Or, a putz by any other name is a putz.
Or, a putz by any other name is a putz.
In noting what information is available through a review, I made the point that the focus of the book on the Argus Leader as a medium of partiality seems to obscure the fact that all of the news media in
He states, “Of course, it is unlikely that Newquist would approve of any review that didn't trash the book and discuss the degradation to American civilization caused by the scurrilousness of Lauck's Orwellian fascism.” While I admit there is a crude likeness in this image, it is still a very crude straw man which represents Prof. Schaff’s thinking, and certainly not mine.
I have a reverence for books and expectations for essays which presume to review them. Jon Lauck’s book has not yet received a substantial review that gives readers a descriptive overview of the book and examines its premise and its achievement. That was my point.
I don’t know how the book treats Lauck’s role in the Daschle/Thune campaign, but I know that he was a paid blogger while a professor at SDSU and much of his blogging was devoted to character assassination and appeals to the ignorance, prejudice, and mean resentments of a very provincial culture. People like blogger and commenter Jer Bear have saved examples of his work.
Scurrilous? I don’t know of a better word to describe the example. Or the comment thread at
Fascist? Fascism is undergoing a renaissance in the 21st century. It has pervaded American politics. Our current regime is fascist in many aspects. It espouses a belligerent nationalism. It is militaristic. It is moving toward totalitarianism with its warrantless wiretaps, its advocacy of torture, its systematic defamations of its opponents and its repressive policies and actions, its control by a corporate hierarchy that is allowed to set policy and rig the economy to only its advantage, It fits the descriptive taxonomy that defines fascism. Anyone who supports the ideologies and political machinations that define fascism might be said to be a fascist as a legitimate denotative term, not as a gratuitous epithet. I don’t know just how far Lauck’s conservatism accommodates fascism, and I wouldn’t call him fascist, although he seems to embrace fascist principles and totalitarian propaganda techniques. And I don’t think his boss is cerebral enough to be self-consciously fascist. He is just obedient to those who give him his marching orders.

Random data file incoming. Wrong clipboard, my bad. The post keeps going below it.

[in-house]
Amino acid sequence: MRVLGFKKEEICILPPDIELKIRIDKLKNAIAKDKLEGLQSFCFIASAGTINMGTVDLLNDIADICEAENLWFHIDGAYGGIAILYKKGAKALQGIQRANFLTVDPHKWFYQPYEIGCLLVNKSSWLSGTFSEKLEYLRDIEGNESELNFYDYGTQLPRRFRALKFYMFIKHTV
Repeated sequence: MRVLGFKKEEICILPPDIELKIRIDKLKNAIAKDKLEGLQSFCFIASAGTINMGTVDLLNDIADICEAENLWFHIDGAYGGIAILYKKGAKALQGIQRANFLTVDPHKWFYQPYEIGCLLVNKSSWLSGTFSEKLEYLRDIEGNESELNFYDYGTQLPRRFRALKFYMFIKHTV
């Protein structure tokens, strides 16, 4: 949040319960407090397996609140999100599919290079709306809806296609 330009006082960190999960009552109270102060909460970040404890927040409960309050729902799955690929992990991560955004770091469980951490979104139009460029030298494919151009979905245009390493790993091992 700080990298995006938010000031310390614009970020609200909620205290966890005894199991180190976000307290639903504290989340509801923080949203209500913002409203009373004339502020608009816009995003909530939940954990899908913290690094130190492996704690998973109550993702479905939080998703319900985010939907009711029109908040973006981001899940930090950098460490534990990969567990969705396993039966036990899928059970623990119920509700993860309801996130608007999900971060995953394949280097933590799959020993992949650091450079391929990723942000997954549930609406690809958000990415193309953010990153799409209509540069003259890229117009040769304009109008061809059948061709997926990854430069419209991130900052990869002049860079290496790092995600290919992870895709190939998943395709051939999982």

Orwellian? Jon Lauck was part of a campaign based upon misdirection, defamations, and misinformation designed to appeal to the fears, peevish resentments, and small-mindedness of an exceptionally provincial electorate. When college freshmen from small communities in South Dakota return home for vacations, they find that their former classmates and friends, except for those who also went off to college, regard them with suspicion and resentment, as leaving the community for college is a snobbish affront. If they succeed and make their way in the outside world, it is regarded as an unforgivable sin. When a political leader goes to
Daschle supporters are often told that the election is over and to get over it. It was not Daschle’s loss that is the issue. The issue is that the campaign n that won adopted the propaganda philosophy and perfidious techniques of the worst and most repressive political regimes of the last century or so. It has left the stain of malice on the state and nation.
There is no doubt that, from hindsight, the Daschle campaign made some mistakes. I was involved in the campaign and participated in the canvassing of the eastern part of
A cursory look at Daschle vs. Thune did not reveal that much is said about the thinking and strategy on which the campaign operated. Rather, it seems to focus on the alleged partialities of the Argus Leader and its portrayal of Tom Daschle as a dissembler. No reviews have so far ventured to deal with those claims.
Words and books exist in semantic and historic contexts. For example, as we are in the holiday seasons, we can examine how those contexts work by looking at our most familiar carols:
“Hark, the herald putzes sing”
“Joy to the putz”
“O, little putz of
“Deck the halls with boughs of putzes”
Most people can recognize the semiotic nonsense in those titles, but they are not as adept as recognizing it in political discourse and books.
Daschle vs. Thune exists in a context of semantic intent and historical fact. It has not been examined in those terms to date. It will be, if it is taken seriously as a contribution to history.
In the meantime, we’ll keep our putz dry.